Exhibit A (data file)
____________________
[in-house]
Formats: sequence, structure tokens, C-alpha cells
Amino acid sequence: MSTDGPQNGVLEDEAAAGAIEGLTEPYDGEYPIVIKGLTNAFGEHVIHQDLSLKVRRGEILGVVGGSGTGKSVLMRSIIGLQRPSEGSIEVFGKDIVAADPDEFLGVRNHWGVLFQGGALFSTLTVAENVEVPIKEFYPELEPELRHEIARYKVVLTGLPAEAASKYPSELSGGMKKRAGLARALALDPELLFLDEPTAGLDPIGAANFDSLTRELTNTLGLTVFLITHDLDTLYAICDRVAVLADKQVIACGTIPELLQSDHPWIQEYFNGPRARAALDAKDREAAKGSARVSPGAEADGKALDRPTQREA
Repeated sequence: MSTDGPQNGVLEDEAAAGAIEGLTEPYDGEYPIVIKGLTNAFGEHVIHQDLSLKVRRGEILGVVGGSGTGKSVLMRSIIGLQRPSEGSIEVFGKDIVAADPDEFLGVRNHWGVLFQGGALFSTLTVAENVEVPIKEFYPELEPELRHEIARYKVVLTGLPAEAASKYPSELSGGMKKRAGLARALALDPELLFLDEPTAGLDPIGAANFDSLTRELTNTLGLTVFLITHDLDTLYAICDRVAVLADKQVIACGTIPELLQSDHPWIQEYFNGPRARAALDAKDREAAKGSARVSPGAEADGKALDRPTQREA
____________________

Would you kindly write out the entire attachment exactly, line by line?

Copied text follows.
[in-house]
Formats: sequence, structure tokens, C-alpha cells
Amino acid sequence: MSTDGPQNGVLEDEAAAGAIEGLTEPYDGEYPIVIKGLTNAFGEHVIHQDLSLKVRRGEILGVVGGSGTGKSVLMRSIIGLQRPSEGSIEVFGKDIVAADPDEFLGVRNHWGVLFQGGALFSTLTVAENVEVPIKEFYPELEPELRHEIARYKVVLTGLPAEAASKYPSELSGGMKKRAGLARALALDPELLFLDEPTAGLDPIGAANFDSLTRELTNTLGLTVFLITHDLDTLYAICDRVAVLADKQVIACGTIPELLQSDHPWIQEYFNGPRARAALDAKDREAAKGSARVSPGAEADGKALDRPTQREA
Repeated sequence: MSTDGPQNGVLEDEAAAGAIEGLTEPYDGEYPIVIKGLTNAFGEHVIHQDLSLKVRRGEILGVVGGSGTGKSVLMRSIIGLQRPSEGSIEVFGKDIVAADPDEFLGVRNHWGVLFQGGALFSTLTVAENVEVPIKEFYPELEPELRHEIARYKVVLTGLPAEAASKYPSELSGGMKKRAGLARALALDPELLFLDEPTAGLDPIGAANFDSLTRELTNTLGLTVFLITHDLDTLYAICDRVAVLADKQVIACGTIPELLQSDHPWIQEYFNGPRARAALDAKDREAAKGSARVSPGAEADGKALDRPTQREA